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April 4, 2019updated 30 Sep 2022 7:36am

Financial Conduct Authority blocks FOI request on its use of spying powers to grab journalists’ sources

By Freddy Mayhew

The UK’s financial conduct regulator has blocked a freedom of information request by Press Gazette into its use of counter-terrorism spying powers to grab journalists’ call records and expose their sources.

Press Gazette asked the Financial Conduct Authority to reveal details of when it has used the Regulation of Investigatory Powers Act 2000 (RIPA) to access the sources of journalists working for UK-based news publishers over the five years since the FCA’s creation in April 2013.

We made the request after reporting in November last year that the regulator had grabbed six-years of call records from Daily Mail financial journalist Geoff Foster at the request of its French counterpart the Autorité des Marchés Financiers (Financial Markets Authority).

The AMF had been investigating Foster over allegations of insider trading relating to two “market report” articles published in the Mail in 2011 and 2012. It went on to fine him €40,000.

Foster, who is now retired, continues to deny the allegations and has appealed.

A spokesman for Foster and Associated Newspapers said: “This was a deeply troubling decision with serious implications for financial journalism which is currently under appeal to the Cour de Cassation in Paris.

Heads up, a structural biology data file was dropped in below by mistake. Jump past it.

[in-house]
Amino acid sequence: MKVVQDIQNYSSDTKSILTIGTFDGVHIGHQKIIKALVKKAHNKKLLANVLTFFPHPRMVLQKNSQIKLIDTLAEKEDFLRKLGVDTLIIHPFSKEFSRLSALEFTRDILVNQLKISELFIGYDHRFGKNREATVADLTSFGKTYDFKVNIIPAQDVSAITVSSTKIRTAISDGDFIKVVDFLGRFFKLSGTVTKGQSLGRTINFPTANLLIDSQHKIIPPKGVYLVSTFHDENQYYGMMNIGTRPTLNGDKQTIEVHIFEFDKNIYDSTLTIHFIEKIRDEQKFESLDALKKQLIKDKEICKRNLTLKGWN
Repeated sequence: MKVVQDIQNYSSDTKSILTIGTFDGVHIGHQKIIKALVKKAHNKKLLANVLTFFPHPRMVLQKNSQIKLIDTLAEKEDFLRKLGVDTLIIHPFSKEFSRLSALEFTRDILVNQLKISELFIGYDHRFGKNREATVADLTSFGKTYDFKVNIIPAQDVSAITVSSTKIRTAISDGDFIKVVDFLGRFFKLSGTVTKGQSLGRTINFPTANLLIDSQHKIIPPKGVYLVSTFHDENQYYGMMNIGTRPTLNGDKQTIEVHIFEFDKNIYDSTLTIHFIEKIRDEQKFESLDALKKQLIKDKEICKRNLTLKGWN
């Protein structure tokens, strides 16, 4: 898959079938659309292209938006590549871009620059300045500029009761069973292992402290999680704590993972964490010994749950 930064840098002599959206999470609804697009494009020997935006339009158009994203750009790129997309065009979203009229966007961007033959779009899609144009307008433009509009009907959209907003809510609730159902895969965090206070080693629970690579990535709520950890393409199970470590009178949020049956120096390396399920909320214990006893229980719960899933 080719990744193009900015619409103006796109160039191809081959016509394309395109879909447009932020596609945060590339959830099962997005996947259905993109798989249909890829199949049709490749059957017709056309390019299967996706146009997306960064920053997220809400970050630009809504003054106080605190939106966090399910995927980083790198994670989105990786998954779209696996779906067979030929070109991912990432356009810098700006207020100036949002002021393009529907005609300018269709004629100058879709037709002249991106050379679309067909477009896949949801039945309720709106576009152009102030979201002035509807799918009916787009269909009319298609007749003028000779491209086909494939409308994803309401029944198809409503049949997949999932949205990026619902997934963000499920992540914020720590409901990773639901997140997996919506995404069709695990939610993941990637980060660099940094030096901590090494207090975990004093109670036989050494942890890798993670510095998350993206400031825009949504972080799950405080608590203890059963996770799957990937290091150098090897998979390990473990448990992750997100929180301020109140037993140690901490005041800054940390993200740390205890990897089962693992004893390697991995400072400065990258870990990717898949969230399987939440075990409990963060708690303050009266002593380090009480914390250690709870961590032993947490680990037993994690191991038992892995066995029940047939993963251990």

“The FCA’s actions in using powers to obtain and hand over a journalist’s confidential call records are a particularly worrying aspect of this case.”

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In its reply to Press Gazette’s FOI request, the FCA said: “We are unable to confirm or deny whether we hold the information you have requested.

“This is because to confirm or deny that we hold it would, or would be likely to, prejudice the exercise by the FCA of its functions under the Financial Services and Markets Act 2000 and would, or would be likely to, prejudice the commercial interests of any person (including the firm in question).”

The regulator pointed to Section 31 (law enforcement) of the FOI Act, which it said offered a “qualified exemption” when disclosure of the information requested “would, or would be likely to, prejudice the exercise by the FCA of its functions” as a regulator.

Police use of RIPA powers to grab journalists’ call records first emerged following the Plebgate scandal in 2012, when the Met targeted Sun journalists to find the source of a story on the incident.

Press Gazette’s Save Our Sources campaign, which followed the revelation, succeeded in changing the law to give greater protection to sources.

Attempts by Press Gazette to reveal more details of the Met’s use of RIPA to spy on journalists resulted in it being labelled “vexatious” and “annoying”.

Picture: Pixabay

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